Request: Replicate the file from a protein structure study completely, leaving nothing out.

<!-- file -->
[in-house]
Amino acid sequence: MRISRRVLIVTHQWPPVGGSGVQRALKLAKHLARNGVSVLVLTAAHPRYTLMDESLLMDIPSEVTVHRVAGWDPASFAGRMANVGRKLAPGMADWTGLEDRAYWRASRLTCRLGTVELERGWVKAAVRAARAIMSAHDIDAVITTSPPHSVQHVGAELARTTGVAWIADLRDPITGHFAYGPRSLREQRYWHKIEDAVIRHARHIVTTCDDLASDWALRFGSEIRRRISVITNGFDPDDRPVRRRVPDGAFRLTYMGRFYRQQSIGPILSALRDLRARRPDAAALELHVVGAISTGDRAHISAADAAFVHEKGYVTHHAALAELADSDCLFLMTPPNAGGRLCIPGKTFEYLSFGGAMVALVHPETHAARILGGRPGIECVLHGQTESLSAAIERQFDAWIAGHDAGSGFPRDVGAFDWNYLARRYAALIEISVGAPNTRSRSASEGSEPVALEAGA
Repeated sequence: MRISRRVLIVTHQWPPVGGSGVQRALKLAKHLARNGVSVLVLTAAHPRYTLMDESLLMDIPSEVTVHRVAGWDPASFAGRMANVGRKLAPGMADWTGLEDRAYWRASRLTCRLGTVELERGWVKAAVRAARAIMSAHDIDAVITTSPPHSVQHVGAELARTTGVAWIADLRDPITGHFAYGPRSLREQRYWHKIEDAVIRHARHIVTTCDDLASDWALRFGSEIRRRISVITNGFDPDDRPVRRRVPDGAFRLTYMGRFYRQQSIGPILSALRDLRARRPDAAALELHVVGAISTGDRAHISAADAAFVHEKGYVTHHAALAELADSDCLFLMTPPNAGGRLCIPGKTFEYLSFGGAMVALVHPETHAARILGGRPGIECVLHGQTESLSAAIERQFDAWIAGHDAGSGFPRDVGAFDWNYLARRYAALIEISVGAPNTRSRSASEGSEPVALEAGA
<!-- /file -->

[in-house]
Amino acid sequence: MRISRRVLIVTHQWPPVGGSGVQRALKLAKHLARNGVSVLVLTAAHPRYTLMDESLLMDIPSEVTVHRVAGWDPASFAGRMANVGRKLAPGMADWTGLEDRAYWRASRLTCRLGTVELERGWVKAAVRAARAIMSAHDIDAVITTSPPHSVQHVGAELARTTGVAWIADLRDPITGHFAYGPRSLREQRYWHKIEDAVIRHARHIVTTCDDLASDWALRFGSEIRRRISVITNGFDPDDRPVRRRVPDGAFRLTYMGRFYRQQSIGPILSALRDLRARRPDAAALELHVVGAISTGDRAHISAADAAFVHEKGYVTHHAALAELADSDCLFLMTPPNAGGRLCIPGKTFEYLSFGGAMVALVHPETHAARILGGRPGIECVLHGQTESLSAAIERQFDAWIAGHDAGSGFPRDVGAFDWNYLARRYAALIEISVGAPNTRSRSASEGSEPVALEAGA
Repeated sequence: MRISRRVLIVTHQWPPVGGSGVQRALKLAKHLARNGVSVLVLTAAHPRYTLMDESLLMDIPSEVTVHRVAGWDPASFAGRMANVGRKLAPGMADWTGLEDRAYWRASRLTCRLGTVELERGWVKAAVRAARAIMSAHDIDAVITTSPPHSVQHVGAELARTTGVAWIADLRDPITGHFAYGPRSLREQRYWHKIEDAVIRHARHIVTTCDDLASDWALRFGSEIRRRISVITNGFDPDDRPVRRRVPDGAFRLTYMGRFYRQQSIGPILSALRDLRARRPDAAALELHVVGAISTGDRAHISAADAAFVHEKGYVTHHAALAELADSDCLFLMTPPNAGGRLCIPGKTFEYLSFGGAMVALVHPETHAARILGGRPGIECVLHGQTESLSAAIERQFDAWIAGHDAGSGFPRDVGAFDWNYLARRYAALIEISVGAPNTRSRSASEGSEPVALEAGA